Topics in Advanced Econometrics


Modern empirical research in economics and other social sciences are confronted with a vast menu of modeling strategies resulting from alternative data sets, huge numbers of covariates potentially useful for the target of investigation and an increasing number of available estimation approaches. The overflow of these data, variables, and estimators makes it difficult to select the best modeling technique. The problem is prevalent in macroeconomic forecasting, financial econometrics (e.g. portfolio management), evaluation econometrics and in general in any empirical study where the number of possible modeling strategies prohibits conventional hypothesis testing approaches.

The goal of the PhD/Master level course is to provide an introduction to several topics in frontier econometric and statistical modeling strategies which are beyond the conventional canon of parametric approaches based on frequentist inference and asymptotic theory.

Very often the theoretically best estimation approaches in terms of their asymptotic properties are far from being optimal if other criteria (e.g. finite sample properties, forecasting performance) are taken into account. Data quality is quite often a crucial factor. Students will be acquainted with new ideas available in the literature, some of which differ strongly from the standard framework of consistent, asymptotically normal estimators and from conventional approaches in general.


Introductory Literature

Bühlmann, P., S. van der Geer (2011): Statistics for High-Dimensional Data: Methods, Theory and Application, Springer, Heidelberg et al.

Du, K.-L., Swamy, M. N. S. (2014): Neural Networks and Statistical Learning, Springer

Franses, P. H., van Dijk, D. (2003): Nonlinear Time Series Models in Empirical Finance, Cambridge University Press

Greenberg, E. (2008): Introduction to Bayesian Econometrics, Cambridge University Press.

Hastie, T., Tibshirani, R., and Friedman, J. (2009): The Elements of Statistical Learning, Springer-Verlag

James, G., Witten, D., Hastie, T., and Tibshirani, R. (2013): An Introduction to Statistical Learning, Springer New York

Lancaster, T. (2004): An introduction to modern Bayesian econometrics, Blackwell Publishing.

Li, Q. and J. S. Racine (2006): Nonparametric Econometrics: Theory and Practice. Princeton University Press.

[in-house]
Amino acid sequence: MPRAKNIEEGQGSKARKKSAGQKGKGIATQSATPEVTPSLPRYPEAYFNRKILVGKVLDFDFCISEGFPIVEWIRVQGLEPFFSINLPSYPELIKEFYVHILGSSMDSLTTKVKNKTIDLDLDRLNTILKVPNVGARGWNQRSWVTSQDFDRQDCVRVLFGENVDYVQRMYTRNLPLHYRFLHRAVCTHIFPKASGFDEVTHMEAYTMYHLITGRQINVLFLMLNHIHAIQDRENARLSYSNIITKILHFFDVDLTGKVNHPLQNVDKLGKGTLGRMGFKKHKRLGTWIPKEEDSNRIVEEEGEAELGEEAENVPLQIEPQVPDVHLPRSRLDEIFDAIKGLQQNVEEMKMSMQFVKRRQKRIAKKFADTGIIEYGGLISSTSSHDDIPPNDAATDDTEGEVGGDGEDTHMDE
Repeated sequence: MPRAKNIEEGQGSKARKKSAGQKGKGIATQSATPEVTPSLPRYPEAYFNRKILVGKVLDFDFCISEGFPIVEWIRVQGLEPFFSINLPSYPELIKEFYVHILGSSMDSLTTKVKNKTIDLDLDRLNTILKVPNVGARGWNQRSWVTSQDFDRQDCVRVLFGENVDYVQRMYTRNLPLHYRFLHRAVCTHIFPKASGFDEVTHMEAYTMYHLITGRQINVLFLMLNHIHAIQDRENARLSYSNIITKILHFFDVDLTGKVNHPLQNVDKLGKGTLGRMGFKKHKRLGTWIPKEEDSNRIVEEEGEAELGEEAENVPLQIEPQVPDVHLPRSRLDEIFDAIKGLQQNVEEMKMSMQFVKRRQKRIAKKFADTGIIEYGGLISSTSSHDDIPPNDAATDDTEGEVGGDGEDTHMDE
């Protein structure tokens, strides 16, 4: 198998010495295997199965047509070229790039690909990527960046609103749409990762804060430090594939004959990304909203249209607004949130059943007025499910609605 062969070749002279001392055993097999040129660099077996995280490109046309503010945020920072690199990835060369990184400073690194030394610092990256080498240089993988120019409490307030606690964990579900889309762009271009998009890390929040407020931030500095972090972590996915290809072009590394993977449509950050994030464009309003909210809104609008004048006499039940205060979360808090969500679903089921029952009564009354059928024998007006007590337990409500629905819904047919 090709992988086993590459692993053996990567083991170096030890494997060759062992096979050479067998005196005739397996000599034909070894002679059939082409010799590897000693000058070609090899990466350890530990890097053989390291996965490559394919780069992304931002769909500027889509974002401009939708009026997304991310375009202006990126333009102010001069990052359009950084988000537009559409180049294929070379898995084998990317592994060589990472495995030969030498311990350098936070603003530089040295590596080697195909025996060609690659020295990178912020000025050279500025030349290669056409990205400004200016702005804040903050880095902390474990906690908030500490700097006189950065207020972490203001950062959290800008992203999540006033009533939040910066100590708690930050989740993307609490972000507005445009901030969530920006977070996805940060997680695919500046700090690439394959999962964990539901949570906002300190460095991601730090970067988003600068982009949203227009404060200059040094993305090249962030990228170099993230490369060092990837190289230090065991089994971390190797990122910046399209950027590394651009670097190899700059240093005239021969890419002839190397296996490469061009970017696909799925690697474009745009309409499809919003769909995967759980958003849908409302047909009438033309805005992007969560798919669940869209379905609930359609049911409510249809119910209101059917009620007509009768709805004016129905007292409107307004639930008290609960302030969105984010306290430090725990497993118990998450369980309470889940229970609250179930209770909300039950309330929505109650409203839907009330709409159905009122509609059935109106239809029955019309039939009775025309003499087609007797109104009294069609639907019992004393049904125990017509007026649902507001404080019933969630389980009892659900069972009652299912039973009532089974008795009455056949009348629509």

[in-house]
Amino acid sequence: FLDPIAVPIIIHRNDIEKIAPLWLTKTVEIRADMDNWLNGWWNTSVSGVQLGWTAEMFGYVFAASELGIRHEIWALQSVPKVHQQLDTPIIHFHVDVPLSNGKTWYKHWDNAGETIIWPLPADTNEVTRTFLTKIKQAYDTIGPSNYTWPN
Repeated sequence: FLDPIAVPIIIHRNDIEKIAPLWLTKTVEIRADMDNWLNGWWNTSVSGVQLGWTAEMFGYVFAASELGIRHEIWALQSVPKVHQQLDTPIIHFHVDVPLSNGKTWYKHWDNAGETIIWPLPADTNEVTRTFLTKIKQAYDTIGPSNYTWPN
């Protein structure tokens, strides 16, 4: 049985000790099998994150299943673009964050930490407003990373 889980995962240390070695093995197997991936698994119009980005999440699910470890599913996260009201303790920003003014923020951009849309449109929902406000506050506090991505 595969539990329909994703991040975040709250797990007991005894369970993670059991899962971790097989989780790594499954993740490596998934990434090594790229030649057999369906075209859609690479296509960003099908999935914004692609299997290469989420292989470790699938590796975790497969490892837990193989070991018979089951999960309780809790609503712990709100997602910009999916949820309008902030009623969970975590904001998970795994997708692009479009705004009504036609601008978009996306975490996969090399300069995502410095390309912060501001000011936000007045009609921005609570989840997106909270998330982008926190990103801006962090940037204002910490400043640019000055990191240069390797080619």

Mittelhammer, R.C., G.G. Judge, and D.J. Miller (2000): Econometric Foundations, Cambridge University Press.

Yatchev, A.(2003): Semiparametric Regression For the Applied Econometrician, Cambridge University Press.

Form of Assessment

8 ECTS: two paper presentations (40%) and an oral examination (60%).

10 ECTS (PhD and M.Sc. Economics fast track): In addition to the 8 ECTS requirements students have to write a research paper (24% / 36% / 40%).

Lecture & Tutorial Dates

Lecture and Tutorial Dates

Date Room Time Lecture/Tutorial Lecturer
23.10.2017 Y311 13:30-15:00 Lecture 1 L. Grigoryeva
30.10.2017 Y311 13:30-15:00 Lecture 2 L. Grigoryeva
06.11.2017 Y311 13:30-15:00 Lecture 3 L. Grigoryeva
07.11.2017 TBA  17:00-18:30 Tutorial 1 L. Grigoryeva
13.11.2017 Y311 13:30-15:00 Lecture 4 L. Grigoryeva
20.11.2017 Y311 13:30-15:00 Lecture 5 L. Grigoryeva
21.11.2017 TBA 17:00-18:30 Tutorial 2 L. Grigoryeva
27.11.2017 Y311 13:30-15:00 Lecture 6 L. Grigoryeva
04.12.2017 Y311 13:30-15:00 Lecture 7 L. Grigoryeva
05.12.2017 TBA  17:00-18:30 Tutorial 3 L. Grigoryeva
11.12.2017 Y311 13:30-15:00 Lecture 8 L. Grigoryeva
12.12.2017 TBA 17:00-18:30 Tutorial 4 L. Grigoryeva
08.01.2018 Y311 13:30-15:00 Lecture 9 L. Grigoryeva
15.01.2018 Y311 13:30-15:00 Lecture 10 L. Grigoryeva
16.01.2018 TBA  17:00-18:30 Tutorial 5 L. Grigoryeva
22.01.2018 Y311 13:30-15:00 Lecture 11 L. Grigoryeva
23.01.2018 D433 17:00-18:30 Lecture 12 G. Calzolari
29.01.2018 Y311 13:30-15:00 Lecture 13 G. Calzolari
30.01.2018 D433 17:00-18:30 Lecture 14 G. Calzolari
05.02.2018 Y311 13:30-15:00 Lecture 15 G. Calzolari
06.02.2018 D433 17:00-18:30 Lecture 16 G. Calzolari

Course Materials

The course material will be provided via ILIAS.